The latest announcements about boat-people involved heading further down the wrong track: a track marked out by the Howard government for political reasons, and sold to the public using dishonest rhetoric which the Coalition continues to peddle. The result is that we are spending vast amounts of money on indefinite mandatory detention (at least $1 billion per year, but increasing as we spin them off to more remote, more expensive, places).
The cost of indefinite detention has to be clearly recognised. Detention on-shore costs around $150,000 per person per year. It costs about $350,000 per person per year to hold them off-shore. But the cost goes further. Since most boat people are ultimately recognised as refugees, and are accepted into the community, they come into the community profoundly damaged by their detention experience and (in some cases no doubt) resentful rather than grateful. They are less able to contribute fully to the Australian community because of the damage we inflict on them. This is a profound irony, given that boat people show great courage and initiative by getting here the way they do. In principle, they are just the sort of people we should want here.
As I argued in my earlier piece, the number of boat people who get here is small, by any measure. This year we might get 20,000 boat-people arriving, but it is likely to be fewer. Just recently Greece – poor, bankrupt Greece – volunteered to resettle 20,000 Syrian refugees. If Greece can manage 20,000 refugees in one hit, I dare say Australia can cope with 20,000 in a year. Incidentally, the population of Greece is about the same as Australia’s.
If things keep going as they are, we will lock asylum seekers up, ship them off to Nauru, or condemn them to a life in the shadows as a new underclass prevented from working for five years regardless of their true status as refugees. To put this in perspective, each of these responses involves Australia in breaches of various international human rights standards but more importantly it sits badly with our vision of ourselves as a generous, decent nation.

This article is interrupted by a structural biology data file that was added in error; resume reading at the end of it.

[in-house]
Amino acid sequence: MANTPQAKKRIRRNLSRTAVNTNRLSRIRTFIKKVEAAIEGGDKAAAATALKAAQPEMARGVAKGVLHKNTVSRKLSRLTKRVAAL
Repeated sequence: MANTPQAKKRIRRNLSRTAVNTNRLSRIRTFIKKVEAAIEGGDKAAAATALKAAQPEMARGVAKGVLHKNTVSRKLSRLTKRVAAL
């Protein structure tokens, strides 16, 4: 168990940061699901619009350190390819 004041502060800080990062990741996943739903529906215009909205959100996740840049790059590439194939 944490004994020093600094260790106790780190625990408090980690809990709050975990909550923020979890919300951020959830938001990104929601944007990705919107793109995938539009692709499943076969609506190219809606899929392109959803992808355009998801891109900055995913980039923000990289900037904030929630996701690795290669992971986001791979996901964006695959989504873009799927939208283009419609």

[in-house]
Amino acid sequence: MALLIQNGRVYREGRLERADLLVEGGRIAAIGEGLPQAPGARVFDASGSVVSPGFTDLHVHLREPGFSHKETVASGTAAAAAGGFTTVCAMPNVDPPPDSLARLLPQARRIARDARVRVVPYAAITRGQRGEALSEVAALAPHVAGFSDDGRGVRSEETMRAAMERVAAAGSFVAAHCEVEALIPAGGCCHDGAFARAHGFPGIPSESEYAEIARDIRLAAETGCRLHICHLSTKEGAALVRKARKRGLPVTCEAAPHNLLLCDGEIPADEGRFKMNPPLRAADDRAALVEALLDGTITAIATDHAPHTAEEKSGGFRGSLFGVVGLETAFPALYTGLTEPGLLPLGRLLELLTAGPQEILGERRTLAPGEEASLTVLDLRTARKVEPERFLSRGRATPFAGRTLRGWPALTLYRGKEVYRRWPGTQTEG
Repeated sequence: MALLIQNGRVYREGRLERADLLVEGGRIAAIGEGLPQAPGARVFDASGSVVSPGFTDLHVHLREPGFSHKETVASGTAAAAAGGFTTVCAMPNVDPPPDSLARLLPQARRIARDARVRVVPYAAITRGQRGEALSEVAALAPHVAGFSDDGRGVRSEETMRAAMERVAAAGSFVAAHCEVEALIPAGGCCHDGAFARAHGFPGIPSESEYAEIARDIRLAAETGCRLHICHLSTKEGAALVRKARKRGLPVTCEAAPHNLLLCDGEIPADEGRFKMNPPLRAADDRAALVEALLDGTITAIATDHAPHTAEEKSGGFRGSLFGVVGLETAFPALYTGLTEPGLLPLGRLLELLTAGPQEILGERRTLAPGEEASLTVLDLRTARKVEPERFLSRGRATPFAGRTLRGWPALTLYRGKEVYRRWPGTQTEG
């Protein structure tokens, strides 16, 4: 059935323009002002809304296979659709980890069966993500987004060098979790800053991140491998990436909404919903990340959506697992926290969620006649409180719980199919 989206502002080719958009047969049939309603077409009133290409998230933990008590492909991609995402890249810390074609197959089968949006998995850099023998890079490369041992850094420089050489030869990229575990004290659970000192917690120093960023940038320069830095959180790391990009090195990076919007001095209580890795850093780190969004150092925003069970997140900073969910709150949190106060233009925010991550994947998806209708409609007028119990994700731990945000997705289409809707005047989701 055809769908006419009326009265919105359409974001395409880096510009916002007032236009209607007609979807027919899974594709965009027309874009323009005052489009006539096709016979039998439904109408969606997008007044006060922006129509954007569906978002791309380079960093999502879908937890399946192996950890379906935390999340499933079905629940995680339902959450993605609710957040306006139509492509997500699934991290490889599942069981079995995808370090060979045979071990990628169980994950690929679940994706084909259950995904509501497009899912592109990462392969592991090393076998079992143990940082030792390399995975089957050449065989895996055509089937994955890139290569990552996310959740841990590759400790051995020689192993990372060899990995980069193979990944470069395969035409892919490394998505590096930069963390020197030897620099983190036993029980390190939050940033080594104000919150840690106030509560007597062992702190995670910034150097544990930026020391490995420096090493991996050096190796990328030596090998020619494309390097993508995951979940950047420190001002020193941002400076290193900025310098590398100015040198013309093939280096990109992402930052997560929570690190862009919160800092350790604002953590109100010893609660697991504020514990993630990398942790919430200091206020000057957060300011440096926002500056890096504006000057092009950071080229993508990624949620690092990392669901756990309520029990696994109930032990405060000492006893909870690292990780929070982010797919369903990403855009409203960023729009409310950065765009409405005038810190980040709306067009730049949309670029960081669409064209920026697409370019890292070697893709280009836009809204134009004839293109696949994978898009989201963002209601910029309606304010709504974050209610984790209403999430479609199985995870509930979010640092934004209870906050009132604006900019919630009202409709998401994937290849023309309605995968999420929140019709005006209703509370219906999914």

There is an alternative.
If I could re-design the system, it would look something like this.
First, boat arrivals would be detained initially for one month, for preliminary health and security checks, subject to extension if a court was persuaded that a particular individual should be detained longer.
Second, after initial detention, refugees would be released into the community, with the right to work and access Centrelink and Medicare benefits. Even if none of them got a job, this would still be cheaper than keeping them locked up.
Third, refugees would be released into the community on terms calculated to make sure they remained available for the balance of their visa processing.
Fourth, during the time their visa applications were being processed, refugees would be required to live in rural or regional areas of Australia. Any government benefits they received would thus work for the benefit of the rural and regional economy. There are plenty of towns around the country which would welcome an increase in their population.
It would take a bit of political selling, although I suspect that rural and regional Australia would be quick to see the benefits of this new approach.
But it should not be too hard to persuade the community that we can do better than we are doing now. The present system is supported by lies. Of course criminals should be treated as criminals. But when you see that boat people are not criminals it is more difficult to understand, much less accept, our treatment of them.
I believe most Australians are decent, generous people. Our record in both world wars stands as a tribute to our national character; our response to the Asian tsunami is another. It was tragic to see our national character brought down by the Howard government’s deceptive rhetoric about boat people (most of it calculated to win back voters who had drifted to One Nation).
It is equally tragic to see our national character being damaged by a Labor government which does not have the political spine to tell it like it is: to point out to voters that there is a better way; that we are better than this.